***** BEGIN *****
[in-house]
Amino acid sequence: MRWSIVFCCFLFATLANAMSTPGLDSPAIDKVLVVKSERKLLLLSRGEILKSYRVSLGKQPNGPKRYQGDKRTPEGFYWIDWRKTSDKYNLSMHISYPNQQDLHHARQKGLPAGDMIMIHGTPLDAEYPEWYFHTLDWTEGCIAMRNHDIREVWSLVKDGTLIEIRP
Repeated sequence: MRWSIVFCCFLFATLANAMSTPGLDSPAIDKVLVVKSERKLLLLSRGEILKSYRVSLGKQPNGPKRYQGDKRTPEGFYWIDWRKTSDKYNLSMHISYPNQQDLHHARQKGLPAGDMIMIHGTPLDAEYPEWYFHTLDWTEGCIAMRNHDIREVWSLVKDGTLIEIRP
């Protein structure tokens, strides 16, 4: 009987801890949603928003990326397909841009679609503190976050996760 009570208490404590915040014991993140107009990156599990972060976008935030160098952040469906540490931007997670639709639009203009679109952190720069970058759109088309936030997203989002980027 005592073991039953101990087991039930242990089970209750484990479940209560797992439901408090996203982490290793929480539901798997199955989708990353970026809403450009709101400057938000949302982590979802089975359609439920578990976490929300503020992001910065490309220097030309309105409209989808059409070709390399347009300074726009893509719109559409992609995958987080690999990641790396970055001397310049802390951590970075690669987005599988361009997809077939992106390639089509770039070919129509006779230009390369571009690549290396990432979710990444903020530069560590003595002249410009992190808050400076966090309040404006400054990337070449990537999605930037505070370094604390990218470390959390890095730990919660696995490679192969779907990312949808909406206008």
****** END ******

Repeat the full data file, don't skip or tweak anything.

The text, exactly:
[in-house]
Amino acid sequence: MRWSIVFCCFLFATLANAMSTPGLDSPAIDKVLVVKSERKLLLLSRGEILKSYRVSLGKQPNGPKRYQGDKRTPEGFYWIDWRKTSDKYNLSMHISYPNQQDLHHARQKGLPAGDMIMIHGTPLDAEYPEWYFHTLDWTEGCIAMRNHDIREVWSLVKDGTLIEIRP
Repeated sequence: MRWSIVFCCFLFATLANAMSTPGLDSPAIDKVLVVKSERKLLLLSRGEILKSYRVSLGKQPNGPKRYQGDKRTPEGFYWIDWRKTSDKYNLSMHISYPNQQDLHHARQKGLPAGDMIMIHGTPLDAEYPEWYFHTLDWTEGCIAMRNHDIREVWSLVKDGTLIEIRP
């Protein structure tokens, strides 16, 4: 009987801890949603928003990326397909841009679609503190976050996760 009570208490404590915040014991993140107009990156599990972060976008935030160098952040469906540490931007997670639709639009203009679109952190720069970058759109088309936030997203989002980027 005592073991039953101990087991039930242990089970209750484990479940209560797992439901408090996203982490290793929480539901798997199955989708990353970026809403450009709101400057938000949302982590979802089975359609439920578990976490929300503020992001910065490309220097030309309105409209989808059409070709390399347009300074726009893509719109559409992609995958987080690999990641790396970055001397310049802390951590970075690669987005599988361009997809077939992106390639089509770039070919129509006779230009390369571009690549290396990432979710990444903020530069560590003595002249410009992190808050400076966090309040404006400054990337070449990537999605930037505070370094604390990218470390959390890095730990919660696995490679192969779907990312949808909406206008």